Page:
No cause for pride in road rage rating

May 18, 2008|By Joe Burris | Joe Burris,Sun reporter

When I read a recent survey that rated Baltimore and Washington among the nation's top five cities for road rage, I thought back to a driving incident about 10 years ago. While visiting D.C. from my home in Boston, I triggered the angst of an officer who pulled me over on New York Avenue.

"Did you know that you ran that yellow light back there?" the policewoman scolded while inspecting my Massachusetts driver's license.

I sat momentarily stunned, my mouth wide open.

Did she say yellow light?

"I'll have you know that in D.C., we slow down at yellow lights," she continued angrily.

"Really?"

"Yes, sir!"

These folks must be obsessed with safe driving, I thought to myself, because in every other place I've driven in this country, most everyone accelerates on the yellow to beat the red. I've even witnessed hostile responses from motorists driving behind someone who slows to a stop on yellow.

Since moving to the area nearly four years ago, I've come to realize that if I slowed down at every yellow light locally, I'd wear a permanent neck brace after being rear-ended from behind.

Nevertheless, I raised an eyebrow at the findings of AutoVantage Road Rage survey, which was released last week and ranked Baltimore fourth and D.C. fifth, behind Miami, Boston and New York City.

It marked the third consecutive year that the report has been conducted by AutoVantage, a Norwalk, Conn.-based auto membership club. It commissioned an independent firm, Prince Market Research, to conduct a national telephone study involving 2,512 respondents at least 21 years of age in 25 metropolitan areas. The respondents had to drive at least 10 minutes during rush hour for three or more days per week.

The cities with the most courteous drivers, are, in order, Pittsburgh, Portland, Ore., Seattle, Minneapolis and Cleveland.

Having driven in 43 of the 50 states, I'd say that while motorists in Baltimore and Washington can be quick-tempered and obnoxious, they are, for the most part, no worse than what I've seen in most other areas. And nothing compares to New York and Boston, where traffic often resembles the chariot race scene in Ben Hur.

Still, the survey offered some intriguing findings about driving habits in the Baltimore-Washington region and beyond.

Most road rage triggers, the survey says, can be found in any metropolitan area. They include talking on the cell phone (in recent years the most popular trigger), driving too fast, tailgating, eating and drinking, cutting in front of motorists without signaling, texting and slamming on brakes.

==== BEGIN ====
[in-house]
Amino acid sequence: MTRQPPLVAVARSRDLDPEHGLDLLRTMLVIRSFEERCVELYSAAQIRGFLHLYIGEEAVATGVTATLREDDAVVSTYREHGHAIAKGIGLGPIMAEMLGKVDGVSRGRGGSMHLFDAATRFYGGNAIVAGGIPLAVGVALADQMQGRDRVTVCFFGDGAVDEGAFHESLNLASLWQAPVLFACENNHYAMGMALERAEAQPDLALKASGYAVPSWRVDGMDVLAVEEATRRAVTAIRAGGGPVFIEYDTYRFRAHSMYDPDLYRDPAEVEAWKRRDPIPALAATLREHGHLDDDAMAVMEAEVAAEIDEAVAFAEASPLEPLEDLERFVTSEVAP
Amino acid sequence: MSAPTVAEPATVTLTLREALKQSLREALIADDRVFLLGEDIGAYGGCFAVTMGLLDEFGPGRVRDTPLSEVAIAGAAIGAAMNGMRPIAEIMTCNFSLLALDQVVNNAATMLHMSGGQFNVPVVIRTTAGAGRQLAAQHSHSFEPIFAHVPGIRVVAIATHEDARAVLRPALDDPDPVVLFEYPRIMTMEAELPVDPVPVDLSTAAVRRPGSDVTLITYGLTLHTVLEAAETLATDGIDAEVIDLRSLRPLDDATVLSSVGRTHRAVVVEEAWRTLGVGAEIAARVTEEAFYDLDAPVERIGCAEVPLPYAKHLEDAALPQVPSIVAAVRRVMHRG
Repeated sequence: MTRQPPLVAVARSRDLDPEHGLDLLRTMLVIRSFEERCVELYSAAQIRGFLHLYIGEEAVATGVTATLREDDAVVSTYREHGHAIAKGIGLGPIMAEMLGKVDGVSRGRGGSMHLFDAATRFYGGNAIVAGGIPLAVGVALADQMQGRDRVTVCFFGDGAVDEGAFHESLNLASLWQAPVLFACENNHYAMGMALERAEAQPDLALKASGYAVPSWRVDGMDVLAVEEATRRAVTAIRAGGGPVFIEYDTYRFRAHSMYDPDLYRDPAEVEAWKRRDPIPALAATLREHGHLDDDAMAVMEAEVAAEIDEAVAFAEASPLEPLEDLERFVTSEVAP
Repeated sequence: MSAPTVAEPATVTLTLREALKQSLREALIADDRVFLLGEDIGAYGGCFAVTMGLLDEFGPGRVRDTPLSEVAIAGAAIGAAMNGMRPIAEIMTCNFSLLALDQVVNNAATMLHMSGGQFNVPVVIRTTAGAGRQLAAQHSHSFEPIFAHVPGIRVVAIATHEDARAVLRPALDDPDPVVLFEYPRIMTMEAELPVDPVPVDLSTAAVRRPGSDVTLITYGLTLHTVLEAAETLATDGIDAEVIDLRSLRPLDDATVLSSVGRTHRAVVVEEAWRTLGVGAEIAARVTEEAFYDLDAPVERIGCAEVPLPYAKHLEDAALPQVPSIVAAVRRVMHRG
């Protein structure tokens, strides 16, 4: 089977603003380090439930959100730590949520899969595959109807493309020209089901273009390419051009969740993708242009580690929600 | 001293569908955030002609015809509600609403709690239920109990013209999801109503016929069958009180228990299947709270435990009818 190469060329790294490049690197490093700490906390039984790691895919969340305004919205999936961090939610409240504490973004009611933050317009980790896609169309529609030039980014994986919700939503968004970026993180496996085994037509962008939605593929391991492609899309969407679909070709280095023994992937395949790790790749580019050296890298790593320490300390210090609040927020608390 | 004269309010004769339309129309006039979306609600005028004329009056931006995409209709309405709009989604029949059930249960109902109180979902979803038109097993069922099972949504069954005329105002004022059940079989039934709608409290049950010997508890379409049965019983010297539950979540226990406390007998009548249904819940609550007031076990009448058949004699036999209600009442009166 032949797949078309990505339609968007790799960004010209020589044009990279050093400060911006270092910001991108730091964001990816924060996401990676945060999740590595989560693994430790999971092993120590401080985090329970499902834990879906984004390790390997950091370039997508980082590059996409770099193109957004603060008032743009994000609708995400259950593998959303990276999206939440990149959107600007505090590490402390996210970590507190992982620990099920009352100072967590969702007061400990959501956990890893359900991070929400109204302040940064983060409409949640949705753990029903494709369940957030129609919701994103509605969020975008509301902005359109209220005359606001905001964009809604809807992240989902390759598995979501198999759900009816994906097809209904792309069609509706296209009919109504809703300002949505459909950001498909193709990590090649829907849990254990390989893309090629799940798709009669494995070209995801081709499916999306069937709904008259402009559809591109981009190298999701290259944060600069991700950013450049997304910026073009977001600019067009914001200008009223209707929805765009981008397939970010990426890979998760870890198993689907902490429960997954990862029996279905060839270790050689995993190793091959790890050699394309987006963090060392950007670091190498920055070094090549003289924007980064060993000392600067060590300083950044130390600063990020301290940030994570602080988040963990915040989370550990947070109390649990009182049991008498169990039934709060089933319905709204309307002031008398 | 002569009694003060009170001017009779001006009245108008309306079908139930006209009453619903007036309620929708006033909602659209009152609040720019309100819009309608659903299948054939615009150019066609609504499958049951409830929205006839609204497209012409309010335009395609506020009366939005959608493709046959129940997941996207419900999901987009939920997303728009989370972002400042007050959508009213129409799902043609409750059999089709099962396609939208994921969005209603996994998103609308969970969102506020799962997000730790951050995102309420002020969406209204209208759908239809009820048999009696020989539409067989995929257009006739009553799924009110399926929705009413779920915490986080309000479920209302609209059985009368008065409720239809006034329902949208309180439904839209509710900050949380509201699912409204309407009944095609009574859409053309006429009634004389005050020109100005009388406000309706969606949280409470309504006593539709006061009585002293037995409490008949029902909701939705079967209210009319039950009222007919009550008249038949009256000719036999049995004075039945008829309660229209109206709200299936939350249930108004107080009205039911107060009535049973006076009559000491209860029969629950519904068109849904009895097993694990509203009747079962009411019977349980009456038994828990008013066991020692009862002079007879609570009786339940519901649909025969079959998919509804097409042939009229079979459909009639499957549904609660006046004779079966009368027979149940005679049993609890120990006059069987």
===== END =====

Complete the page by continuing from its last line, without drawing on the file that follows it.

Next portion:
"Road rage is a reflection of our society," said AutoVantage spokesman Todd Smith. "We live in a fast-paced, gridlocked, multitasking world, and unfortunately that's manifested in highways and streets across America."

And it appears to be getting worse in Baltimore, which last year ranked 11th among the most courteous drivers.

This year, Charm City tied for first, with Tampa and New York, in the category of drivers witnessed eating and drinking while driving. It tied for fourth, with Atlanta, for drivers who use the cell phone.

D.C., meanwhile, led the nation in motorists who slam on their breaks at the last minute - though it was tied for last (with New York and Minneapolis) in texting and BlackBerry use.

Smith said that across the nation road rage triggers appear to be more widespread and dangerous. He said that AutoVantage has footage of drivers eating cereal with milk behind the wheel. Others have been spotted reading books and newspapers.

It's not surprising, therefore, that road rage behavior is also widespread. "In each of your annual surveys," Smith added, "we've seen 1 percent of drivers across the nation use their car as a weapon in road rage." The five most common road rage responses, in order: honking the horn, cursing, waving a fist, making an obscene gesture and calling police to report the driver.

Smith added that when Boston placed fifth in the inaugural survey three years ago, AutoVantage got a slew of queries from Bostonians, wondering why their city didn't place first.

After living in the area for 16 years, I can relate. Arguably the worst example of road rage I've ever seen involved two motorists in Boston - one driving a sedan in the center lane, the other a pickup in the right lane. They were fuming at each other while zooming side-by-side down the Southeast Expressway at about 70 mph.

The pickup motorist accelerated ahead and fishtailed his rear bumper into the front of the sedan, smashing its headlight. Both drivers then began bumping each other's front doors like carnival bumper cars. Just when it appeared the sedan was about to veer right and ram the pickup with a force that would cause a serious collision, the pickup driver slammed on brakes, and the sedan veered in front of him and off to the right shoulder, momentarily losing control before skidding onto an exit ramp.

With that, the pickup driver flashed half of the peace sign as he sped away.

I've never seen anything close to that kind of road rage in this area. And I hope I never will.

joseph.burris@baltsun.com

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